According to CEO and Co-Founder Lucas Toledo, the goal of creating the Gi Bike grew after a general strike that hit Argentina in 2012 crippled the mass transport system, highlighting the need for alternatives. Toledo and his team of co-founders, which includes CTO Agustín Augustinoy and CFO Eric Sevillia, got together to work on their design in Córdoba, Argentina and have since gained a lot of notice both at home and abroad.

Though the company’s Kickstarter campaign in May failed to reach their rather high goal of $400,000 (they raised $116,057), Toledo stated that, “The impact of the campaign was fantastic, the Gi Bike was mentioned by more than 350 media publishers, generating content in more than 60,000 web pages worldwide. Throughout the process, we were able to validate the design and features of Gi Bike, communicating directly with prospective customers and distributors. We are now in contact with automakers BMW and Ford, and have won the 2014 Future of Mobility Contest sponsored by Ford. The Gi Bike was also invited to major technology and transportation conferences around the world and was selected as one of the products that could reinvent the world in 2014.”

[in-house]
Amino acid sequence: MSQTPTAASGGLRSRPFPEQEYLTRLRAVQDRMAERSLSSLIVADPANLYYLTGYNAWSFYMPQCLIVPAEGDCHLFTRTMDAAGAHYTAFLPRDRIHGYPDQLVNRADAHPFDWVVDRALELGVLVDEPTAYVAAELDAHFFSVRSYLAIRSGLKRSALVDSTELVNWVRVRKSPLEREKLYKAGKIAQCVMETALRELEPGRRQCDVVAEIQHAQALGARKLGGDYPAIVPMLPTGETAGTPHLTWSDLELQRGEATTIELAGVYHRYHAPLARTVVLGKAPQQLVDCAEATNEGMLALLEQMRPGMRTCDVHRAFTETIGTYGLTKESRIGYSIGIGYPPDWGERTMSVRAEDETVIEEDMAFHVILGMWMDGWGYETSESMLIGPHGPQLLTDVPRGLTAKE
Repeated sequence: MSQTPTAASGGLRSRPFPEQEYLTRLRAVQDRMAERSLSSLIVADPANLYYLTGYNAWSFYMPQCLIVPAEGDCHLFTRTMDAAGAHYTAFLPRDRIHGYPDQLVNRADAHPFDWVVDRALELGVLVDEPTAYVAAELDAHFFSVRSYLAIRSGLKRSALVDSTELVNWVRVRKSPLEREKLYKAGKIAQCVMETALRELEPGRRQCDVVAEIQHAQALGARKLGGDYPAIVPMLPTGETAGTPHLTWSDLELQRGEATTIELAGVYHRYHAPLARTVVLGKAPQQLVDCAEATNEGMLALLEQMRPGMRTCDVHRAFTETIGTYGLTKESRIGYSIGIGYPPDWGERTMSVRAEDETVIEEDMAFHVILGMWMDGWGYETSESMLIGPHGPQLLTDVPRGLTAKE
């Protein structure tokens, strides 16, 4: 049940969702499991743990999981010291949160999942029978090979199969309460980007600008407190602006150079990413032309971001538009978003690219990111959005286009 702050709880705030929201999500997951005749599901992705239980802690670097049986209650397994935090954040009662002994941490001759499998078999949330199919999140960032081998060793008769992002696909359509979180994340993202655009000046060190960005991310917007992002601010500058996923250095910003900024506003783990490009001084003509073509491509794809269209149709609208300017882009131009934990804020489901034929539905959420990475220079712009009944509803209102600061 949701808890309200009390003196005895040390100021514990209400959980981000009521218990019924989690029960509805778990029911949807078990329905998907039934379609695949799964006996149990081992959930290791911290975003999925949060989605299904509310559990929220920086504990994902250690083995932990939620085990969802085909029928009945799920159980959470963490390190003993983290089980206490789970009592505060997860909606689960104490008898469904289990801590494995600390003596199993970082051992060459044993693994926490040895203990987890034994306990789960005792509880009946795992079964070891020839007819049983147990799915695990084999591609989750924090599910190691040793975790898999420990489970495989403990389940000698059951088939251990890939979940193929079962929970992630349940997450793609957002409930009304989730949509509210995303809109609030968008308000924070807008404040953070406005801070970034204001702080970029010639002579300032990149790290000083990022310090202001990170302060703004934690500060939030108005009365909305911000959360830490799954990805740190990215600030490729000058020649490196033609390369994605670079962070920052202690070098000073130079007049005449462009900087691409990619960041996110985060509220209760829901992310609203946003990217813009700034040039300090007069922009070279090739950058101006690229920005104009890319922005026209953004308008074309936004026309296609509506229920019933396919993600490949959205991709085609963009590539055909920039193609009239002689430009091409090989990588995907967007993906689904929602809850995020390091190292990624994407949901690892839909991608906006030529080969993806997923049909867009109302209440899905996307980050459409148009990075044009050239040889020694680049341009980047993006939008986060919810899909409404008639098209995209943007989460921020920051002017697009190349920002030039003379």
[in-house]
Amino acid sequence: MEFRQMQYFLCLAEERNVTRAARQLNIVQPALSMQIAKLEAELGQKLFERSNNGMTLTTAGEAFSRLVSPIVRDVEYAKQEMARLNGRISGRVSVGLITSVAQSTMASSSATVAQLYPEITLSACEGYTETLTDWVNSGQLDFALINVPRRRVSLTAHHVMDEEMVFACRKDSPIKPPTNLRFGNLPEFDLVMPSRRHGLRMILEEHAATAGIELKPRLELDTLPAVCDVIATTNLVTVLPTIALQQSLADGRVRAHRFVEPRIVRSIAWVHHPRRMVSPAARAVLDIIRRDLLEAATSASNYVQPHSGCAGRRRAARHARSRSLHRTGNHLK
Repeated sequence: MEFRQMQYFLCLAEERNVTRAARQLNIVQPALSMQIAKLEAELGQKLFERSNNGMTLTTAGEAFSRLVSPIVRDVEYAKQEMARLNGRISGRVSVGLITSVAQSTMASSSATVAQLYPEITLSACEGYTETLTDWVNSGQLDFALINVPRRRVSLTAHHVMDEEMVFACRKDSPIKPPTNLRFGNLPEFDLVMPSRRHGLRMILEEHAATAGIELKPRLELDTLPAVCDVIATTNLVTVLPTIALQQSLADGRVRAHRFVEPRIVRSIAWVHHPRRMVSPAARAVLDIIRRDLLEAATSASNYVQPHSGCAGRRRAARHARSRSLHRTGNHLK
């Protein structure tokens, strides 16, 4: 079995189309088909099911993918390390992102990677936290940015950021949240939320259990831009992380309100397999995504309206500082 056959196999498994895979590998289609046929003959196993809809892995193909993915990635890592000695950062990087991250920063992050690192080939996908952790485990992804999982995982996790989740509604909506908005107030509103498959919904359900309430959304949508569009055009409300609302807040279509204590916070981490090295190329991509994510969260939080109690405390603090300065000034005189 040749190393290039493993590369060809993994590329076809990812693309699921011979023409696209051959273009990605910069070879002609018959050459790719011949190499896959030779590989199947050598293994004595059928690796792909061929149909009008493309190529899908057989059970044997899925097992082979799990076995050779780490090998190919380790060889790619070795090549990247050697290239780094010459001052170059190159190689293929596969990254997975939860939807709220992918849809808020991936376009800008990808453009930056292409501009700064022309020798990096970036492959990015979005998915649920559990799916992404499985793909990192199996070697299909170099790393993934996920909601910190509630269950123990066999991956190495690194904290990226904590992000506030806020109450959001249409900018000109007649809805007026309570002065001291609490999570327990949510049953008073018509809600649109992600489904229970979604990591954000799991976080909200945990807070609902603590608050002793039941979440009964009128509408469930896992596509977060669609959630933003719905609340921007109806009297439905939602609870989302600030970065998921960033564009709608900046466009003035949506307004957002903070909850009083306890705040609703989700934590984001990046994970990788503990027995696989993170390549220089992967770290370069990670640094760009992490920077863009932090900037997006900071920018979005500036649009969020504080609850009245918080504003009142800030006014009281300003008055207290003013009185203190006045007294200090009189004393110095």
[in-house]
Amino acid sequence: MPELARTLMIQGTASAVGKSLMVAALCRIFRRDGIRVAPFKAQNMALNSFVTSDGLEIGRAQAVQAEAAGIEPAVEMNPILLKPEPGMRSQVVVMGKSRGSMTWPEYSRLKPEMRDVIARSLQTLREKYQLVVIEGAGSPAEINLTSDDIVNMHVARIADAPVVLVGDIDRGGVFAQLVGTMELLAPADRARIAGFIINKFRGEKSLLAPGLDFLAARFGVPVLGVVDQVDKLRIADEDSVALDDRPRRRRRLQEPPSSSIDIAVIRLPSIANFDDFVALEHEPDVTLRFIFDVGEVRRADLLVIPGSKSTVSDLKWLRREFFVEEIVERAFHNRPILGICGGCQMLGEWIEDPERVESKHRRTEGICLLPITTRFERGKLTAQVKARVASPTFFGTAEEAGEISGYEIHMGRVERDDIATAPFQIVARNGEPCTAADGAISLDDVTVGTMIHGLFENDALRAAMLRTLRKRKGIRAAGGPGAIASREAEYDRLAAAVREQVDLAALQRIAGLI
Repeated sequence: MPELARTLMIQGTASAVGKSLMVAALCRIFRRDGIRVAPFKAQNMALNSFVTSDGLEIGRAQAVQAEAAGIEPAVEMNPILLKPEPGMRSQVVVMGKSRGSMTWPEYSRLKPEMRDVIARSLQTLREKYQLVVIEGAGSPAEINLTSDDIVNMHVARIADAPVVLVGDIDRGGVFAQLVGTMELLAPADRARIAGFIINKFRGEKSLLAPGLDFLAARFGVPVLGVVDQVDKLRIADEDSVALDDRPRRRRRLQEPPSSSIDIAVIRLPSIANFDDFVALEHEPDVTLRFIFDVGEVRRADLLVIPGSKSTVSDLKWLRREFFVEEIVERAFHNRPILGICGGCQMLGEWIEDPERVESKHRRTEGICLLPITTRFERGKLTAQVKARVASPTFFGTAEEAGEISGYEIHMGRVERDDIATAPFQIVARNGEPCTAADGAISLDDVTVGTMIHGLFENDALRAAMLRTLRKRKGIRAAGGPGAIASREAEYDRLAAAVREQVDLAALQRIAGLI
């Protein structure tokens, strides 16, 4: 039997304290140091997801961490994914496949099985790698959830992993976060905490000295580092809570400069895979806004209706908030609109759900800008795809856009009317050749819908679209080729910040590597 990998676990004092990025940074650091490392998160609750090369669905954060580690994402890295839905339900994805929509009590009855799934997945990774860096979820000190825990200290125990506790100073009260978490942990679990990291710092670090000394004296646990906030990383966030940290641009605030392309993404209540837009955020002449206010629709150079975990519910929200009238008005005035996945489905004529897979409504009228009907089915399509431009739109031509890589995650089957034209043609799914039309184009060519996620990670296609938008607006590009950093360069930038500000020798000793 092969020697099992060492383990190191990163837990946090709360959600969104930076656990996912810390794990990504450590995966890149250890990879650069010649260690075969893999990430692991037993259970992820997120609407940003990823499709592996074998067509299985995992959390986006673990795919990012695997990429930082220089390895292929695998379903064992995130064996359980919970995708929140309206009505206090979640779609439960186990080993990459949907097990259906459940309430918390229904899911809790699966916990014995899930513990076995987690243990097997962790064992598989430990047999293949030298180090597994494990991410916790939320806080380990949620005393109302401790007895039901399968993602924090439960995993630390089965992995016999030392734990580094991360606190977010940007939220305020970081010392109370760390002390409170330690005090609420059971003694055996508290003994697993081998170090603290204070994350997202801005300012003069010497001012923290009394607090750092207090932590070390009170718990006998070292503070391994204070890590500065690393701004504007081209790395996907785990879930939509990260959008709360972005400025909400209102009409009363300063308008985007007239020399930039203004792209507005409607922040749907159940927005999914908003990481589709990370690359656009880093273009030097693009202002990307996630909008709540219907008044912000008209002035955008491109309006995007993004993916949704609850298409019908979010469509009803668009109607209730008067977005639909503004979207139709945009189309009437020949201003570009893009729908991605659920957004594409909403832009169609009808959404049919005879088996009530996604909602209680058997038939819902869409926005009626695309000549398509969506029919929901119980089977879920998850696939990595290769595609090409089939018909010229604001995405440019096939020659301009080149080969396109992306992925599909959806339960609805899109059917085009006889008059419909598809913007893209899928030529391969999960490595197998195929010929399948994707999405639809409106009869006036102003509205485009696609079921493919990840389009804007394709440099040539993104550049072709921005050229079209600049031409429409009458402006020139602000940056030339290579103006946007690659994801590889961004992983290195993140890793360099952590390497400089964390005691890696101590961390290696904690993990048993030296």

Since the successful round of social exposure and support, Gi Bike has received another significant boost with the announcement on March 19th that the Argentinian incubator Incutex led a $1 million seed funding round in Gi Bike with other investors aimed at further development of the software and moving into mass production. In speaking about the decision to join with Gi Bike, Incutex Co-Founder Juan Santiago said in a statement that, “I decided to invest in Gi Bike because the project has every aspect I look for in a project. The team is amazing! and well balanced. It has a great technological component to it. It is environmentally friendly while creating a healthy habit. It can make a real difference in the way society relates to urban spaces. And last but not least, its inception was rooted to my home town, Cordoba and that presented a personal challenge in helping someone locally.”

Standing up to the competitors